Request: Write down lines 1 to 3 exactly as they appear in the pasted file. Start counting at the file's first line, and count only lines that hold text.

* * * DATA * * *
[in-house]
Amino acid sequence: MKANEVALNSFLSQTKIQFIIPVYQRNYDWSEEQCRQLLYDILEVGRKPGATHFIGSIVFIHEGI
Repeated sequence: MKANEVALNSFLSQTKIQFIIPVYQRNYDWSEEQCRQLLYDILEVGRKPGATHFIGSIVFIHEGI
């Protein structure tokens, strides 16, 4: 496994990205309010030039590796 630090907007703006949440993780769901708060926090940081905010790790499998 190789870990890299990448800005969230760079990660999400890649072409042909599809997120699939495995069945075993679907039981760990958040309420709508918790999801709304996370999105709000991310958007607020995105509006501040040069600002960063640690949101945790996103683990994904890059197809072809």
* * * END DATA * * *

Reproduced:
[in-house]
Amino acid sequence: MKANEVALNSFLSQTKIQFIIPVYQRNYDWSEEQCRQLLYDILEVGRKPGATHFIGSIVFIHEGI
Repeated sequence: MKANEVALNSFLSQTKIQFIIPVYQRNYDWSEEQCRQLLYDILEVGRKPGATHFIGSIVFIHEGI